Faith no more: Why Scorsese’s Silence is a haunting work of art

Scorsese's Silence‘My God, my God, why have you forsaken me?’ The desolate words of Jesus Christ on the cross offer one way into Martin Scorsese’s new film, Silence.

The film inhabits the character of a 17th Century Jesuit missionary to Japan who is forced to recant his faith. The ‘silence’ being referred to in the film’s title might be read as the priest’s Christ-like experience of despair. But silence also lies at the heart of much mystical religious experience, something that the film spends a great deal of time in exploring.

There is a third way that silence can be thought of, within the bounds of this film at least, but we’ll get to that later.

Is Silence an opaque film? Is one of its flaws that it doesn’t try to explain itself but rather demands the viewer’s engagement?

These are difficult questions to answer. Upon my initial viewing, I thought it was a good film. In thinking about Silence later and writing this review, I’ve come to think of it as a great one.

It’s better handled and less overblown than some of Scorsese’s other ‘epics’, The Wolf of Wall Street or Gangs of New York for example. It completes Scorsese’s trilogy about faith that began with Kundun and The Last Temptation of Christ. Like most of Scorsese’s films, it’s mainly focused on the male psyche on the edge of breakdown. There’s not much room for women here.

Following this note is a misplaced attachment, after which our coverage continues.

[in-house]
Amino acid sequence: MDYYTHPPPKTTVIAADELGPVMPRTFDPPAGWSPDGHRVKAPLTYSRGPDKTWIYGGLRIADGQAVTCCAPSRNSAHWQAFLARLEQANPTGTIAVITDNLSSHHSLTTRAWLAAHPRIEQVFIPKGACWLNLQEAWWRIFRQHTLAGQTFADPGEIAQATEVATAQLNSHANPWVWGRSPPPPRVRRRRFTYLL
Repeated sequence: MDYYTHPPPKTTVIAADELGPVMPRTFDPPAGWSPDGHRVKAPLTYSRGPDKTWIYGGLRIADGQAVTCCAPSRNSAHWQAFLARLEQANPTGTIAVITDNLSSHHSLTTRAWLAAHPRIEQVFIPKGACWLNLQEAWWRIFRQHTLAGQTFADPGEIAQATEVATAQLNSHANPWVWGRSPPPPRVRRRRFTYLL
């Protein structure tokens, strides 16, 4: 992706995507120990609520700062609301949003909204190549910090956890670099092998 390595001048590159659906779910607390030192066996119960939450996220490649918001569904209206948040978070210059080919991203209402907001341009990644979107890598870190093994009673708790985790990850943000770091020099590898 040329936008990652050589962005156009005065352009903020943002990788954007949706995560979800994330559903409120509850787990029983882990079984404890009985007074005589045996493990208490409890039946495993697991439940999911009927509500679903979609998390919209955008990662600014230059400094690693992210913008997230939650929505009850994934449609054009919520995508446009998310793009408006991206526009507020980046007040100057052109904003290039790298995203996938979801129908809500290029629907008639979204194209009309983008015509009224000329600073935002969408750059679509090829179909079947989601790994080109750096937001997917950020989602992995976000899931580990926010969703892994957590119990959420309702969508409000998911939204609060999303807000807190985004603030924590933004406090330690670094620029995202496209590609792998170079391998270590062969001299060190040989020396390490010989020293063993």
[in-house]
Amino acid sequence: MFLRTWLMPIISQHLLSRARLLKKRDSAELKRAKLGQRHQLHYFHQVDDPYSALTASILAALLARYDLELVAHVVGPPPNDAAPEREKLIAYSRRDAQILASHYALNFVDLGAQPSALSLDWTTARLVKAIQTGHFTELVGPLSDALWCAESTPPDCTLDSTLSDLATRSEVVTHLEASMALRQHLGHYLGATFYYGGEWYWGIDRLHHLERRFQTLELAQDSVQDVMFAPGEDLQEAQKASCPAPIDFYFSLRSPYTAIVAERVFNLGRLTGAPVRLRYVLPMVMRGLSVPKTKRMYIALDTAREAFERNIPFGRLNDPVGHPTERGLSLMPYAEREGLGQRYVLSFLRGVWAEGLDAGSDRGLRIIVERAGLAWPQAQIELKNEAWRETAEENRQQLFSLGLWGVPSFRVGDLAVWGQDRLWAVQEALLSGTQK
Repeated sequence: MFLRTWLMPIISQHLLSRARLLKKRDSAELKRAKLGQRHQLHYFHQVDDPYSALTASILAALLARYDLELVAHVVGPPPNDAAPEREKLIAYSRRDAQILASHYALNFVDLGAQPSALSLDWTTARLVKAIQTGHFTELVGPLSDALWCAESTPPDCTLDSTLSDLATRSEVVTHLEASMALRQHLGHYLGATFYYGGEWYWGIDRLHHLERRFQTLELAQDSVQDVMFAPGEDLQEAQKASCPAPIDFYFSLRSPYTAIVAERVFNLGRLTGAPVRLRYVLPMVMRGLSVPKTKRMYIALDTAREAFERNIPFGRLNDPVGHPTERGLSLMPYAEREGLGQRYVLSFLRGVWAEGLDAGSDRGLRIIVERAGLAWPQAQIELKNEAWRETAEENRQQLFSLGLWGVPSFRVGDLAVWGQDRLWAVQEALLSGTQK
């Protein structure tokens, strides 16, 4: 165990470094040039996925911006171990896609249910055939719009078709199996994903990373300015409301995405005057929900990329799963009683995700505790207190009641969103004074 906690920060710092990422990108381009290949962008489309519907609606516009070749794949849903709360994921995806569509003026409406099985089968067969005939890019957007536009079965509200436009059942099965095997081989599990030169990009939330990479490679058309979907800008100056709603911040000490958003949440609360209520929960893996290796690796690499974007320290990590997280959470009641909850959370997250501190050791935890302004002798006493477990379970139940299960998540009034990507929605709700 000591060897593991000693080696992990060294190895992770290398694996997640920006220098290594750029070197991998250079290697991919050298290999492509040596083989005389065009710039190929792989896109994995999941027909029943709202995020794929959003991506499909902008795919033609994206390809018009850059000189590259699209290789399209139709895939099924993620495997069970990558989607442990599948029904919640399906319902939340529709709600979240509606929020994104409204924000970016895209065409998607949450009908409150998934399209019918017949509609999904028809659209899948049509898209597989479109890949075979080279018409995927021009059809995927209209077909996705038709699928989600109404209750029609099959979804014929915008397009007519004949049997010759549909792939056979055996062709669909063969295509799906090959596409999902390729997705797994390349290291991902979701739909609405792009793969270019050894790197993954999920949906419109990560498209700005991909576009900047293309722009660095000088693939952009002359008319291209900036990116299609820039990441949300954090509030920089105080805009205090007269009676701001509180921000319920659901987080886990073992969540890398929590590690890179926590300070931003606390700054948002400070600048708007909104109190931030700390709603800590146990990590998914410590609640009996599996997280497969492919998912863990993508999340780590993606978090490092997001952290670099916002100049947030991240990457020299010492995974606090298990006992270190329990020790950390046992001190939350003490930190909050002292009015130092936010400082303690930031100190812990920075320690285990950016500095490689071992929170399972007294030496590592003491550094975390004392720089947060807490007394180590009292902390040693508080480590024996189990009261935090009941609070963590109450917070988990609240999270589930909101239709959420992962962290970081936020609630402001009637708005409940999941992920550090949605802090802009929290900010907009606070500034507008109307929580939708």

One of the flaws of Silence lies in its too-obvious fidelity to the classic three-part screenplay formula, which makes the narrative slightly clunky.

In the first section, we see two Jesuit priests land on the volcanic, wave tossed shores of Japan: Rodrigues and Garupe (Andrew Garfield and Adam Driver). Garfield may not have been first choice for the central role (other, perhaps more A-list stars, turned the part down while the film was in its long development) but he brings an intensity and lightness of touch that grows with the narrative. Driver is convincingly gawky, passionate and unlucky.

The priests are searching for their teacher, like them a Portuguese missionary rumoured to have recanted. They are taken in by fearful and devout Christian villagers, who harbour a Judas amongst them. Betrayal is swift and retribution (on the villagers) terrible.

The second section of Silence has Rodrigues wandering alone and distraught in the mountains until tracked down by the Japanese ‘Inquisitor’ Inoue.

The third part takes us into the dark world of Rodrigues’ subsequent torture and imprisonment. Garupe more or less disappears after the first section. Scorsese (and the Japanese) are much more interested in Rodrigues as a proxy Jesus Christ; the comparison is made obvious at more than one point.

Inoue uses a range of subtle and brutal methods to break Rodrigues down, including bringing the apostatised father Ferreira to meet him and confirm his worst fears. Liam Neeson as Ferreira puts in a by turns cold and sympathetic performance that reminds us of what a capable actor he can be.